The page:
Top 10 shops in Moscow
GUM is one of the Moscow symbols, perhaps, not less significant than Spasskaya tower or the Tretyakov gallery. Even visiting Moscow for the first time, guests of the capital know where to meet if they are lost: in the centre of GUM, near the fountain.
The grand opening of the Upper trading rows (that was the name of GUM 120 years ago) took place in the fall of 1893. This Department store won the reputation of the largest one in Europe. And this is not surprising – it houses more than thousand shops under one roof, overlapping three longitudinal and three cross streets. Since the end of the XVIII century such centers were called passages. But none of them before had bridges connecting the balconies on the opposite sides of the streets.
The glass roof was designed by the outstanding engineer Vladimir Shukhov (he glazed five of the nine Moscow passages, built before the revolution of 1917). Architect Alexander Pomerantsev won the contest of architectural projects. His later works, which made him famous, were the four cathedrals in memory of Alexander Nevsky: in Moscow, St-Petersburg, Chelyabinsk, and Sofia. The contrast of modern engineering solutions and "Russian" facades turned the Upper trading rows into a building "for all times".
Such an impressive and expensive building (5 million rubles), constructed only for trade in the most prestigious part of the city, immediately expanded the scope of its application. The building was used for holding art exhibitions, musical evenings and, later, theatrical performances and fashion shows. The first price tags also appeared here. That did not allow the seller to arbitrarily drive up the price. And the first book of complaints forced the traders to follow the global rule: the customer is always right.
This fashionable place in the city allowed not only to do shopping, but having left the purchased things in the baggage room, to walk in the winter garden, to have a cup of coffee, to dine in one of the best restaurants. It was also possible to send a telegram, to get a haircut, to take an hour nap in the comfortable lounge room and even to visit a dental office.
The Upper trading rows became the seventh passage in Moscow. The first one was the "Prince M. N. Golitsyn's Gallery of shops" located in Kuznetsky Most street between Petrovka and Neglinka streets. At this place one can see now an open area in front of the TSUM new building. Golitsyn passage was built in 1835 by architect Mikhail Bykovsky. He was the author of the "florentine" Cathedral of the Ivanovsky monastery, the Cathedral at Borodino field. As the restorer of the Chudov and Voznesensky monasteries he worked in the Kremlin (both the monasteries were demolished in the 1930s). The facades in "Pompeii" style, pointed to the luxury, today this gallery shops would be considered boutiques.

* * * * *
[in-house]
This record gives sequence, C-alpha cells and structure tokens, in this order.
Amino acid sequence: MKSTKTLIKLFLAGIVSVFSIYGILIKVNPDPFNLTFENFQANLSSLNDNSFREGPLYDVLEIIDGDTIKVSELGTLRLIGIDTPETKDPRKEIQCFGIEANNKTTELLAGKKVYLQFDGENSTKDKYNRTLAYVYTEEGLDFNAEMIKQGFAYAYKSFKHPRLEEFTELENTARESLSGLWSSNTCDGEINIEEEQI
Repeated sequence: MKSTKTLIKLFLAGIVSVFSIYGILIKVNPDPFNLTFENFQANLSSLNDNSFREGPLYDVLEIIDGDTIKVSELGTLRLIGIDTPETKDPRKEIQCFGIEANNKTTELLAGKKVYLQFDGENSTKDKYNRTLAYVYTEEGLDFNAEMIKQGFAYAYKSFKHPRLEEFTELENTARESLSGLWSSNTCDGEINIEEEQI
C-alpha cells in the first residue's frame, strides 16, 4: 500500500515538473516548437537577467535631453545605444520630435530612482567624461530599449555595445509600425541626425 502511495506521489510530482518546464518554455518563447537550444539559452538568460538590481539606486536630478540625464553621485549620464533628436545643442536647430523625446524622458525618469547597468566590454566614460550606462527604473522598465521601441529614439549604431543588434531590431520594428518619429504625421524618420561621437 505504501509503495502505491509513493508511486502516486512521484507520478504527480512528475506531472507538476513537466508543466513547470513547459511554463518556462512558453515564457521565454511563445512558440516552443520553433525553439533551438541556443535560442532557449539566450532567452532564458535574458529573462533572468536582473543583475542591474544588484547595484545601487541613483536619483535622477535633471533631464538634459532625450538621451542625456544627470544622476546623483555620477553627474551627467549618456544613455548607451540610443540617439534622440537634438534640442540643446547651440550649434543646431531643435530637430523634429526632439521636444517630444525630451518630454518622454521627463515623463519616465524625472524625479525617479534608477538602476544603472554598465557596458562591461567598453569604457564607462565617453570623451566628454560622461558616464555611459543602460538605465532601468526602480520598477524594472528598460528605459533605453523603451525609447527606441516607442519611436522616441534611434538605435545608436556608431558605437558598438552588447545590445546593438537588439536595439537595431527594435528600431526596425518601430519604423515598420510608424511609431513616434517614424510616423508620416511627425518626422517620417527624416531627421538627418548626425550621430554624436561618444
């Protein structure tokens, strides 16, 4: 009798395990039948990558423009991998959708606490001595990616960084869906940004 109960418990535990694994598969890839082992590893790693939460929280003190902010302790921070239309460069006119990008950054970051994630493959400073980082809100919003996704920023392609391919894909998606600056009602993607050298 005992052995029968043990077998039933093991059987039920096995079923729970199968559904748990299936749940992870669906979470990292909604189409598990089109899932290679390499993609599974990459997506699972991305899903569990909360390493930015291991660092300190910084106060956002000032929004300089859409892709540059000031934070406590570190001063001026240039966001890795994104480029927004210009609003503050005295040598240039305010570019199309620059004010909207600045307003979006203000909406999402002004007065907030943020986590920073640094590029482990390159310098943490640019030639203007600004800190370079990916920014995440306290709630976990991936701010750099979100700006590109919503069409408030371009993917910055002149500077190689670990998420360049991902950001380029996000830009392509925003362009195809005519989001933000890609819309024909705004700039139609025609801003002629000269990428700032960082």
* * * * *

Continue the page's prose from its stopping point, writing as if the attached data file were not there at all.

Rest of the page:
This passage "created" the first pedestrian zone in the capital, the glass roof protected visitors from rain and snow. That is why it became trendy to saunter here, to meet friends, to enjoy sweets in the pastry-shops.
In the 1870s, Prince Golitsyn sold the passage to merchant Konon Golofteev, and in 1913 Golofteevsky passage opened its doors in a new image. It was rebuilt according to the design of engineer and architect Ivan Rerberg, famous for his buildings of the Kievsky railway station and the Central Telegraph. Being a supporter of innovations, he chose reinforced concrete as the main material and expanded the windows.
In the 1870s Alexandrovsky and Solodovnikovsky passages appeared in front of the Golitsyn gallery, in the place, now occupied by the TSUM. The last one was considered a cultural center: the Society of Amateurs of music and dramatic art at the Jurgenson music store used the building for performances, concerts and meetings with the popular writers, such as A. Ostrovsky, A. Pleshcheev, A. Pisemsky... When a famous landscape painter Arkhip Kuindgy wanted to put his canvases "Night on the Dnieper" and "Birch grove" in the passage, his friends tried to dissuade him. They considered it to be a mauveton to expose paintings in the gallery, selling sables and pearls. But Kuindgy was not embarrassed by this proximity to trade – and his art became closer to the people.
With time a passage of the tea-seller Popov was built in the Kuznetsky Most, 12, and Petrovsky passage appeared nearby, in Petrovka, 10. Thus, the intersection of Kuznetsky Most, Petrovka and Neglinnaya streets became the focal point of fashion and social life.
In 1882, in Popov's passage, the first telephone station was opened. Three years later, for the first time in Moscow an illuminated advertising appeared on its facade. Since 1958 this building houses a scientific and technical library. As for Petrovsky passage, it became the first building in Moscow, shining in the dark with electric lights. Its owner Vera Firsanova was also the owner of the Sandunovsky baths, located nearby, and the electric power station was situated just in Sanduny.
Lubyanskiy passage (in place of the "Children's World store") and Postnikova's passage (Tverskaya 5/6), now the building of the Ermolova theatre, as well as the Upper trading rows were the first buildings with four facades. This gave an opportunity to use the expensive land more fully.
Modern architects returned to the idea of passages in the 1990s. The star Spanish architect Ricardo Boffil designed Smolensky passage (Smolenskaya square, 3). This building as well as Novinsky (Novinsky Blvd., 31) and Tverskoy (Tverskaya st., 18) passages, and "Okhotny Ryad" shopping center (Manezhnaya square) has inherited the tradition of covered shopping streets. But the scale of constructions (as well as the volume of trade) has increased significantly since the last century.